INTERVIEW: Alex Epstein, author of True Legends App
from the True Legends app
Electric Literature is ringing in the new year with an innovative (and free!) storytelling iPad app by acclaimed Israeli author Alex Epstein. True Legends is a beautiful, interactive adaptation of a short-short story about a blind piano tuner with design and illustrations by Tsach Weinberg and music by Ulrich Ziegler. We asked Alex Epstein about the creation of the app, folktales, and artistic collaboration.
Ben Samuel: Why release True Legends as a free app?
Alex Epstein: I know that many people still believe that digital age will have no effect on literature, on the way we tell stories and especially on the format of books. It’s nonsense. For me, exploring how literature might look in the next decades is one of the most important aspects in this app.
The question of free vs paid is one of the biggest challenges for artists today. I do believe that literature should be as free as possible — but I also believe that writers should be paid for their work. I don’t think that nowadays we have a good working model for settling this contradiction. In this particular case, however, its only one short story, one app, so it made a lot of sense to offer it for free.
BS: A lot of your stories have a fable-like quality to them, many feels like folktales. What about that perspective, that style, appeals to you?
AE: I live in very troubled part of the world. Sometimes, the legend / fable-like filter is just a way to write about the rivers of blood that my country and it’s neighbors are so keen to swim in each time, over and over again.
BS: True Legends is a multimedia production, with four artists working together. What was the collaboration process like? How involved were you in the art and music?
AE: The idea and the implementation came directly from [animator] Tsach Weinberg. He wrote to me that he used one of my short stories to make a draft for an IPad App, and that he is a bit afraid that I won’t like it. Within 5 seconds of looking at the app I called him to say that basically he is insane, because it’s one of the most beautiful things that someone ever did with my writing. Music came later–I am a big fan of Itamar Ziegler, and we got lucky that we could use his music. It was a bit tricky, since the story has a piano, and I think that Tsach did a great job of merging it with the text and the illustrations.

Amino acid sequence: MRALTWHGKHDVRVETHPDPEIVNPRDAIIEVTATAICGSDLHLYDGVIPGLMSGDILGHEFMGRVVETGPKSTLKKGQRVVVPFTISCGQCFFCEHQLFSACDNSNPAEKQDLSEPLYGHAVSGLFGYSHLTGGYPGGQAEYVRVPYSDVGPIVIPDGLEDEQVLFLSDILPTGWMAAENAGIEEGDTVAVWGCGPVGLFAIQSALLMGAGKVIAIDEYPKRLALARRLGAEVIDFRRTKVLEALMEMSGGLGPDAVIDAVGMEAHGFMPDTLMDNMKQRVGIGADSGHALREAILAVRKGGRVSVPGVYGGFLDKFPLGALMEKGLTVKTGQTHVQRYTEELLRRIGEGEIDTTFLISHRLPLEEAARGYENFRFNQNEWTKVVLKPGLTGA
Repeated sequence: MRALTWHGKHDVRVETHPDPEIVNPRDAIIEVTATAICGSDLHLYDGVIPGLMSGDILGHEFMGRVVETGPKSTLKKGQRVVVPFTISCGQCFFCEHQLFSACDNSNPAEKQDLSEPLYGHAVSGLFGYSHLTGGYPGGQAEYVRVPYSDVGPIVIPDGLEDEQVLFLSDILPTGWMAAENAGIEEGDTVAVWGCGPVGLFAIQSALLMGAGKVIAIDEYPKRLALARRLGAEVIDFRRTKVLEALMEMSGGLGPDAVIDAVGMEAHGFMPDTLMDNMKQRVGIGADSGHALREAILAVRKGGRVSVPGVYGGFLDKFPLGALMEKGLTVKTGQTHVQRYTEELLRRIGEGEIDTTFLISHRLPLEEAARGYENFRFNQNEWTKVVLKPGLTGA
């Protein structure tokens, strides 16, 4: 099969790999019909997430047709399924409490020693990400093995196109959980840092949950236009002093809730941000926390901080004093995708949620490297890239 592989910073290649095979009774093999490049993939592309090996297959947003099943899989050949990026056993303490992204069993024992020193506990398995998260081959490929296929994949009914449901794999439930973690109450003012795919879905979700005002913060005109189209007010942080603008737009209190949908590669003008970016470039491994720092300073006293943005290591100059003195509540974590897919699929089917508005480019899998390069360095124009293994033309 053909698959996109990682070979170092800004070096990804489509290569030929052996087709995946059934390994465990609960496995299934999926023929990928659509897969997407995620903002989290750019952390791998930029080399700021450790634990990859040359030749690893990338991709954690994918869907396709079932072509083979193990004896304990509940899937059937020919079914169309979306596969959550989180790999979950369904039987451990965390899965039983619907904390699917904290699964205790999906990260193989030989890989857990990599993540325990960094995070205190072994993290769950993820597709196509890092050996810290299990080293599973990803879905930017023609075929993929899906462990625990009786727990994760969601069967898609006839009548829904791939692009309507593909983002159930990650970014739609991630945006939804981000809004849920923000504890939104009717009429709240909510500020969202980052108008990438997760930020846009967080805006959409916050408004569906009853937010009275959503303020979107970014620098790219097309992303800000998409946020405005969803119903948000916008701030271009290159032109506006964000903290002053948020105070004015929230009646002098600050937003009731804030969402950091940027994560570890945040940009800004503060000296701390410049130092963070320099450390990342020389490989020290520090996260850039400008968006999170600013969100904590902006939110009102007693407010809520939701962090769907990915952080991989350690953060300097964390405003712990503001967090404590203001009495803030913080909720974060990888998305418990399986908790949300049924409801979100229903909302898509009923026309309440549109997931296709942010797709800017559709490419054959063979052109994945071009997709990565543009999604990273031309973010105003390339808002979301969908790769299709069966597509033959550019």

BS: Is working with a translator similar to working with an artist or programmer, someone who helps recreate vision in a new form?
AE: In a way yes, because — especially when the text is translated to a language I can understand, as English — I can have a feeling or a sense of whether something is working or not but without knowing how to correct it, to make it work. Actually, I would compare the translator to a God — but unlike some false gods, he does respond to your prayers…
BS: Have you worked with other artists before? Who would you love to work with, alive or dead?
AE: Since my short-short stories are very accessible online (in Hebrew) I am approached a lot by artist and art students. One of the most exiting projects was created by an Israeli jewelry designer, who made an exhibition of jewelry inspired by my stories. I never thought that something like this is even possible. David Polonsky’s illustrations in Recommended Reading were also wonderful. He was, by the way, one of the artists I always wanted to work with. If you can get Kate Bush to sing or read or even whisper one my stories, I think my mission on the planet will be done…